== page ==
Sure, you can talk about the importance of more inclusion at the top and the obstacles that get in the way and that, in itself, will bring you visibility. As I was saying, there are not enough men out there speaking out about this topic. But if you seek real influence, your actions, beliefs and words must be aligned. People, particularly those who work with you, will quickly turn against you if they feel you’re using this sensitive topic to attract attention to yourself while doing nothing to change the status quo in your workplace.

At an in-house leadership training for Novartis Andean Region, men show up in red ties, socks and shoes to openly show support for women's career growth.

At an in-house leadership training for Novartis Andean Region, men show up in red ties, socks and shoes to openly show support for women’s career growth.

4 A large group of colleagues supporting your career ambitions

It goes without saying that once men come out of the closet as open supporters of women career growth those same women along with tend to reciprocate. They can become your strongest allies to help you co-create change in the organization and help you personally achieve your own career ambitions. As long as they see your intentions and actions sincere, they will become your advocates and contribute to building your reputation as a true champion of inclusion.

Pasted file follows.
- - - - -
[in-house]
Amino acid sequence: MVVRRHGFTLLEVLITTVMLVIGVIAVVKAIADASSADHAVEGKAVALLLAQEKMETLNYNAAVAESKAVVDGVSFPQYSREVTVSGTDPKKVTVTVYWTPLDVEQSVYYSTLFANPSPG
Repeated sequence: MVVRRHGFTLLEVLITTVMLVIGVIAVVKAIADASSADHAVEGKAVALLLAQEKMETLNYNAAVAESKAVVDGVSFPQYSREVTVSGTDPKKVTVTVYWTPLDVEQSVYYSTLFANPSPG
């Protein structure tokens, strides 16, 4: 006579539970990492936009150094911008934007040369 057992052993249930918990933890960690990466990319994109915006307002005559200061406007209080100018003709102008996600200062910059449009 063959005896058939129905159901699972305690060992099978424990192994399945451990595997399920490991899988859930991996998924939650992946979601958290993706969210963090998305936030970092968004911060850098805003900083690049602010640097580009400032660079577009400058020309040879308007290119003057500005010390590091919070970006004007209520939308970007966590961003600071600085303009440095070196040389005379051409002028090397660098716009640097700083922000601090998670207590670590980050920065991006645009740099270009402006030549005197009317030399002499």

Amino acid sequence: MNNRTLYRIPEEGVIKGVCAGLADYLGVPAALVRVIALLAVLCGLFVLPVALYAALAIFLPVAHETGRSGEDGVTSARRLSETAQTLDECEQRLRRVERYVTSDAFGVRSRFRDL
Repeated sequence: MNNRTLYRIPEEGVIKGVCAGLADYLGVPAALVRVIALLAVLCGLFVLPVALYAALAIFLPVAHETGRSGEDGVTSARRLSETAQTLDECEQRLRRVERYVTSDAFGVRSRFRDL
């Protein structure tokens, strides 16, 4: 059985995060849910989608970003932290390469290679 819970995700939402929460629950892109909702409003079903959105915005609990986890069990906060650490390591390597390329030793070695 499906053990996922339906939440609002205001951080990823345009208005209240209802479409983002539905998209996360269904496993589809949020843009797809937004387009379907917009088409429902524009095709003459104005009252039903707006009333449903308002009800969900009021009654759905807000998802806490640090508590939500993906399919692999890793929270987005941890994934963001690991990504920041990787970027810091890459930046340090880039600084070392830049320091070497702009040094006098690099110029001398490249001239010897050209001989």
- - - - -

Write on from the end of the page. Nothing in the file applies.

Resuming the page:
The secret to develop this strong group of women supporters is to be equal partners. Leave any patriarchal instinct behind. Don’t support women’s career growth with thoughts of them needing your protection out of being weak. Or because you think they can’t do it alone.

Do it from a sense of fairness. After all, you wouldn’t want to win a game of foosball because the table is inclined towards your side, would you? You’d want to claim you won fair and square because you’re the best player.